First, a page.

Saturday, December 31, 2005

better version of me

I'm not sure how or why this is, but officially, according to the Potter Boy, aka my computer, I have no internet connection at the moment.

Any yet, here I am.

This is a cheat post. It's a dirty cheat post, and a damn dirty lying cheat post at that. It's not written when it's said it's written, and I'll admit to that right up front. I'll admit to it and move on. I'll admit to backposting because I haven't had much luck with the world wide web recently, and didn't have the chance to write my annual year end post at, you know, the end of the year. So I do it later, I admit to it, and then I move on.

Moving on, I've been hating the internet lately. I've been hating it's oodles and oodles of useless knowledge and my inability to get at it. My inability to pick a simple wireless signal. My inability to use any computer other than the Potter Boy to access Al Gore's beautiful invention we call cyberspace.

Cyberspace is such a weird word.

And the internet is stupid lame.

What I really want is a photocopier and some sort of artistic ability. And to be living in 1983. Because if I had all those things (plus paper) I would put out this awesome little 'zine called Wasteland or Argyle Veritas or Tootsie for Golfers. And I would send it out to all 27 people on my mailing list. And then do it again three months later.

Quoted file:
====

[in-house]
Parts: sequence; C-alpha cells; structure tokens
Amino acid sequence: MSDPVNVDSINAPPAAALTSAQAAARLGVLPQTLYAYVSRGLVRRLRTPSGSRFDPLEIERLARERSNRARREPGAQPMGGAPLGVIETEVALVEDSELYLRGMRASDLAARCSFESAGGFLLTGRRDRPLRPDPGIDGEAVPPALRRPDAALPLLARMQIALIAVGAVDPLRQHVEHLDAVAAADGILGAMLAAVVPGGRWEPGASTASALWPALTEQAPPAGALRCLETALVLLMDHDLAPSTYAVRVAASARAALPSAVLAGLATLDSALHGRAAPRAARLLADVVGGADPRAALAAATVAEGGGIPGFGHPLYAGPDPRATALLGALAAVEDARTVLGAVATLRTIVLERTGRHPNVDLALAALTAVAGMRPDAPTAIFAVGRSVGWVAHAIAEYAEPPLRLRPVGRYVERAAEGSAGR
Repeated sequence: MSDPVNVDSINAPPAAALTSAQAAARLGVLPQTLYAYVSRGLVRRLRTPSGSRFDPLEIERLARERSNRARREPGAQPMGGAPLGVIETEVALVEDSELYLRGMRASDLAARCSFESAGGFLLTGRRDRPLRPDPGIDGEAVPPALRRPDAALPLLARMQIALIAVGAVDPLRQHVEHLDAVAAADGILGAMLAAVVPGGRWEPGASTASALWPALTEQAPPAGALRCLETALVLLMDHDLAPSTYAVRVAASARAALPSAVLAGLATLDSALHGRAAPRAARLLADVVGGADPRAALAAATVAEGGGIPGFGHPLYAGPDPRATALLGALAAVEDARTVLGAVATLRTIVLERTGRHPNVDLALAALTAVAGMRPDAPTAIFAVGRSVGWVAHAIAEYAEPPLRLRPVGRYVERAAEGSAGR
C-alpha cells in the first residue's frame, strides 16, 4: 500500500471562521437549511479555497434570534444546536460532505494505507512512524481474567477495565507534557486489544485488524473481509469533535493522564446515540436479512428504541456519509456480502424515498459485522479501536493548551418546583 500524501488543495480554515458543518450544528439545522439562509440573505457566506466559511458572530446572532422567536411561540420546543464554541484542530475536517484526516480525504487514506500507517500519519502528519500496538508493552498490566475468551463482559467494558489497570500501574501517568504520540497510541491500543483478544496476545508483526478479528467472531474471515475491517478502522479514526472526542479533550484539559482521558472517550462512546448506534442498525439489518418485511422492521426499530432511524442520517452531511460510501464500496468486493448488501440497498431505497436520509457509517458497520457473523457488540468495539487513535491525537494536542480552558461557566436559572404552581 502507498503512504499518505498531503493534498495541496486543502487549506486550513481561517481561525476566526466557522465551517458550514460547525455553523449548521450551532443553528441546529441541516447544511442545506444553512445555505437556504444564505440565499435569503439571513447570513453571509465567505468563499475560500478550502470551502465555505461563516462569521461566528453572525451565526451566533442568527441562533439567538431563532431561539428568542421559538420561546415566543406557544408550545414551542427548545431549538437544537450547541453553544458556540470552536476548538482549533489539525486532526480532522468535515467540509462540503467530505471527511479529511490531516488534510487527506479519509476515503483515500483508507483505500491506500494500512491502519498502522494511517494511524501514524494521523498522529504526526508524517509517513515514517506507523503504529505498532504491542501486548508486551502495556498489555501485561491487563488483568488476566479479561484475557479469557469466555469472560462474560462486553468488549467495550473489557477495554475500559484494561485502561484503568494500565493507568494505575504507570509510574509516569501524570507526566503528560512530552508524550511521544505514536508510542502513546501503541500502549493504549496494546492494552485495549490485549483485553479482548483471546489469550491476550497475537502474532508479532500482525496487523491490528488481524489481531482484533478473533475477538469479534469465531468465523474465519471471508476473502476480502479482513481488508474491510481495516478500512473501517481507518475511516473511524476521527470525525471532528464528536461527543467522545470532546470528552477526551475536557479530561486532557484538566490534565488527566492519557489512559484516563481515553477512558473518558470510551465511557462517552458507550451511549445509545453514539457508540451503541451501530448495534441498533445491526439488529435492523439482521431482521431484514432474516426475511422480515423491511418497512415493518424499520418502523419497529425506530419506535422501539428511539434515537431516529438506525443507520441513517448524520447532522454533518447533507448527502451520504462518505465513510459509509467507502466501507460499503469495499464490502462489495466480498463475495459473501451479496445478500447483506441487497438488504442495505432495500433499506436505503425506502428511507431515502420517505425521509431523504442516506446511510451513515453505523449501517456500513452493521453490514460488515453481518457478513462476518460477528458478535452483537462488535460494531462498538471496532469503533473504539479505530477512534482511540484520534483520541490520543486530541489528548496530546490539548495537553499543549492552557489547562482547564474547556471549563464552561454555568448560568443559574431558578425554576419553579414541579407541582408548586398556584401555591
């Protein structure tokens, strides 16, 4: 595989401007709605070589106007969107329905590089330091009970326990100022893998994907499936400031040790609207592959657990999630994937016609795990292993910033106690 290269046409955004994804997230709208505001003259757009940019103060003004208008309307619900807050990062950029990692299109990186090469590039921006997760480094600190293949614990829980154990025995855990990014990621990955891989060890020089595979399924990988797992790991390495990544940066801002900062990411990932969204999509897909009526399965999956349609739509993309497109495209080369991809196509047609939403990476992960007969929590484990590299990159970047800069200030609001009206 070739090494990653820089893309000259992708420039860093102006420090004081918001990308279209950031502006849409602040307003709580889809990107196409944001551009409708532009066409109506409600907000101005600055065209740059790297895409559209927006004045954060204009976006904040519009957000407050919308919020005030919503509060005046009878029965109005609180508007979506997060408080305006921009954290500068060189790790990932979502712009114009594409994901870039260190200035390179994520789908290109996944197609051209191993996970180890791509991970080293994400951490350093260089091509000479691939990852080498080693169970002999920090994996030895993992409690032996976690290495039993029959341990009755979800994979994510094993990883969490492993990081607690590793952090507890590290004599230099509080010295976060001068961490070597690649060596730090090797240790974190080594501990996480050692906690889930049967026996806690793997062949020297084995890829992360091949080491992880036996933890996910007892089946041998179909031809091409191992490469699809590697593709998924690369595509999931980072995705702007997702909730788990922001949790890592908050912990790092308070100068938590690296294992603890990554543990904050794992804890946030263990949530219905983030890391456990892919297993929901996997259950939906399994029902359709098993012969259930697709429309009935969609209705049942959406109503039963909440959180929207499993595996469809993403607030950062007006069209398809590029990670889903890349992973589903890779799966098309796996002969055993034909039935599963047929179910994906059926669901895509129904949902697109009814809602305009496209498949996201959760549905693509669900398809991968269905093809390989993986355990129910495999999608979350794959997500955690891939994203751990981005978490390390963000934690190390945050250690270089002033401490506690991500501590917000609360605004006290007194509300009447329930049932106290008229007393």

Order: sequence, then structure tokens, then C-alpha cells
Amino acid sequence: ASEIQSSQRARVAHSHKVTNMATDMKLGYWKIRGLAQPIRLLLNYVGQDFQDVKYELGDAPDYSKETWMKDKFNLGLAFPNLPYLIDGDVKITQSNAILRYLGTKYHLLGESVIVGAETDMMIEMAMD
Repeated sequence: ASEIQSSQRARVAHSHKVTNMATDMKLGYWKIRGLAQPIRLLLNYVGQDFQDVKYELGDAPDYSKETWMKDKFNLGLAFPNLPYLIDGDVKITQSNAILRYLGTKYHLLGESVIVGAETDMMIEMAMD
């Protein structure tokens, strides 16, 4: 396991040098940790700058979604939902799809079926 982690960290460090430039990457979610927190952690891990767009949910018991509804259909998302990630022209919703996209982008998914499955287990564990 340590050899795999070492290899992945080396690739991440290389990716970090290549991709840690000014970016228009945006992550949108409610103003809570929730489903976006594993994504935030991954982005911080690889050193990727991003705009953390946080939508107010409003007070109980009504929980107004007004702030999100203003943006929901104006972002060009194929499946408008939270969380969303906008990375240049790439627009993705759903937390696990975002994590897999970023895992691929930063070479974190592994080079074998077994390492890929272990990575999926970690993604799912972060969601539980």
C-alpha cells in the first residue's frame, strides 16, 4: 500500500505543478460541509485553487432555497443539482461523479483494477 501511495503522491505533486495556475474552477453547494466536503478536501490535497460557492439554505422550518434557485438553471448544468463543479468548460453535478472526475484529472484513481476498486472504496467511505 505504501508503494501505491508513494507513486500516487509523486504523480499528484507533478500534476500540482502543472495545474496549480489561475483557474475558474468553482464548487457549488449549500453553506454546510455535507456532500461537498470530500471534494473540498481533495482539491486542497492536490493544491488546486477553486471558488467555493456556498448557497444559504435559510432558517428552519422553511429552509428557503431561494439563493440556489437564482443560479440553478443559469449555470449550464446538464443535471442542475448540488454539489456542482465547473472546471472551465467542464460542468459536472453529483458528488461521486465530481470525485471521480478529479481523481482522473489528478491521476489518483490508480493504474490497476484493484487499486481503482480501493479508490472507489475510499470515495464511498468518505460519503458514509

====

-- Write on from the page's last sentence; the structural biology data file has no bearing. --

Back to the present. And real life. Sort of. I've been reading comic books lately. And maybe, some day, I'll write about why. For now, let me just say that there is something intrinsically noble about the idea of heroes with awesome powers, who, though they have every ability to rob banks and overpower small countries, use what they've been given to help out everyday Joe's and Jane's. I want to believe in a world where normal people with abnormal powers do great things. I want to live there and work there and drink it's water every day.

In the end, it's all fantasy. These things I love are fantasy. Comic books and Star Wars -- The West Wing and Punch Drunk Love. But not in the escape-from-reality because-I- can't-deal-with-it sort of way. But fantasy in that sense which gives us a glimpse into what life could be like if we only let it. A life where we fly to other planets on rickety star ships, and elect presidents whom we trust, and follow the women we love across oceans in distinctive blue suits.

I talked a lot about what I wanted life to be like in my last post. But maybe it's time to stop yearning for what's not there and just simply find it instead. And while Paco's right that I am a big baby-whiner-pants, I don't really want to do big things. I dream of them, sure. But in reality, I just want to live simply -- read books and watch stars -- cancel my cable and cook my dinner. I dream big, but to stay sane, I take very, very small steps. Saving people from speeding trains sure seems nice, but if I had to do it all the time, I'd probably go nuts.

(And strapping the world's problems to giant-huge boulders is probably a lot easier than actually having to deal with each problem individually. Unfortunately, it's not very feasible. For starters, I don't even know where to buy boulder-straps. Menards, maybe?)

I really don't know what I want to do it all these days. Which makes it all the more easier to wish I lived in a time where I had less choices and more responsibility to my extended family of maize and/or soy bean farmers. Waking up to milk the cows at four every morning doesn't sound ideal, but neither does living with the paralyzing fear that every time I buy gas I'm funding terrorist attacks in Iraq. You can see my predicament.